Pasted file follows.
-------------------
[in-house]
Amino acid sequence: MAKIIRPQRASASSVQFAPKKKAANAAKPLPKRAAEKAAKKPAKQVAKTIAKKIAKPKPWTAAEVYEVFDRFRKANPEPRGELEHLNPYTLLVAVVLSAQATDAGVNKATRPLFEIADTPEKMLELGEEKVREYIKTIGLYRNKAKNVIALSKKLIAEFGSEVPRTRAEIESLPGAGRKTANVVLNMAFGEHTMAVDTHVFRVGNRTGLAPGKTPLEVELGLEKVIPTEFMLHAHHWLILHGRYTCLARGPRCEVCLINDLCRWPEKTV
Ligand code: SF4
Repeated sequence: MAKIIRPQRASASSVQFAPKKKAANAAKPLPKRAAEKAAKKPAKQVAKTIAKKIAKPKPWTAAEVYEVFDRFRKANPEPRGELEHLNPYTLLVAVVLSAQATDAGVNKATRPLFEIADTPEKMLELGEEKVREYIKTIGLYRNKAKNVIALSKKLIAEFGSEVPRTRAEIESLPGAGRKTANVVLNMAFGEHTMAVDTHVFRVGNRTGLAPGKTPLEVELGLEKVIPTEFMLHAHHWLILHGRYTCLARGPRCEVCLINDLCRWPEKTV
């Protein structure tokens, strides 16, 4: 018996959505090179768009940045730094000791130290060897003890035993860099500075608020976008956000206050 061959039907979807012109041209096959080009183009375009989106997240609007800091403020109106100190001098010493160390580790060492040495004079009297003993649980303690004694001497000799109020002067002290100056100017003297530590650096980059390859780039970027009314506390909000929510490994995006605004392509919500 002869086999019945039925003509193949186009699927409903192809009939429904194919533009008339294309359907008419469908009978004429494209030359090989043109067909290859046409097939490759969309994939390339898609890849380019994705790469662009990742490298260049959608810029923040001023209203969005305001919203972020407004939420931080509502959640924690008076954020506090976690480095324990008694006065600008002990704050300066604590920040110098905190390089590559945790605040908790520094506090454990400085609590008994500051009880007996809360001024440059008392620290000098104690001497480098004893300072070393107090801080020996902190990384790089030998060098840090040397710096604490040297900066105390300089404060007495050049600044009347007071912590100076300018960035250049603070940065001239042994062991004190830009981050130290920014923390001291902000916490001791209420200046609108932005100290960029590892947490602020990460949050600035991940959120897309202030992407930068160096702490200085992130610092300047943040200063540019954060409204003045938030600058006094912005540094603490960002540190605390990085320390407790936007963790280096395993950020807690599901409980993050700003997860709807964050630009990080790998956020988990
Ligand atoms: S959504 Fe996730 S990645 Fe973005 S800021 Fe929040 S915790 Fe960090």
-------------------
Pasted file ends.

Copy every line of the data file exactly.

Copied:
[in-house]
Amino acid sequence: MAKIIRPQRASASSVQFAPKKKAANAAKPLPKRAAEKAAKKPAKQVAKTIAKKIAKPKPWTAAEVYEVFDRFRKANPEPRGELEHLNPYTLLVAVVLSAQATDAGVNKATRPLFEIADTPEKMLELGEEKVREYIKTIGLYRNKAKNVIALSKKLIAEFGSEVPRTRAEIESLPGAGRKTANVVLNMAFGEHTMAVDTHVFRVGNRTGLAPGKTPLEVELGLEKVIPTEFMLHAHHWLILHGRYTCLARGPRCEVCLINDLCRWPEKTV
Ligand code: SF4
Repeated sequence: MAKIIRPQRASASSVQFAPKKKAANAAKPLPKRAAEKAAKKPAKQVAKTIAKKIAKPKPWTAAEVYEVFDRFRKANPEPRGELEHLNPYTLLVAVVLSAQATDAGVNKATRPLFEIADTPEKMLELGEEKVREYIKTIGLYRNKAKNVIALSKKLIAEFGSEVPRTRAEIESLPGAGRKTANVVLNMAFGEHTMAVDTHVFRVGNRTGLAPGKTPLEVELGLEKVIPTEFMLHAHHWLILHGRYTCLARGPRCEVCLINDLCRWPEKTV
């Protein structure tokens, strides 16, 4: 018996959505090179768009940045730094000791130290060897003890035993860099500075608020976008956000206050 061959039907979807012109041209096959080009183009375009989106997240609007800091403020109106100190001098010493160390580790060492040495004079009297003993649980303690004694001497000799109020002067002290100056100017003297530590650096980059390859780039970027009314506390909000929510490994995006605004392509919500 002869086999019945039925003509193949186009699927409903192809009939429904194919533009008339294309359907008419469908009978004429494209030359090989043109067909290859046409097939490759969309994939390339898609890849380019994705790469662009990742490298260049959608810029923040001023209203969005305001919203972020407004939420931080509502959640924690008076954020506090976690480095324990008694006065600008002990704050300066604590920040110098905190390089590559945790605040908790520094506090454990400085609590008994500051009880007996809360001024440059008392620290000098104690001497480098004893300072070393107090801080020996902190990384790089030998060098840090040397710096604490040297900066105390300089404060007495050049600044009347007071912590100076300018960035250049603070940065001239042994062991004190830009981050130290920014923390001291902000916490001791209420200046609108932005100290960029590892947490602020990460949050600035991940959120897309202030992407930068160096702490200085992130610092300047943040200063540019954060409204003045938030600058006094912005540094603490960002540190605390990085320390407790936007963790280096395993950020807690599901409980993050700003997860709807964050630009990080790998956020988990
Ligand atoms: S959504 Fe996730 S990645 Fe973005 S800021 Fe929040 S915790 Fe960090």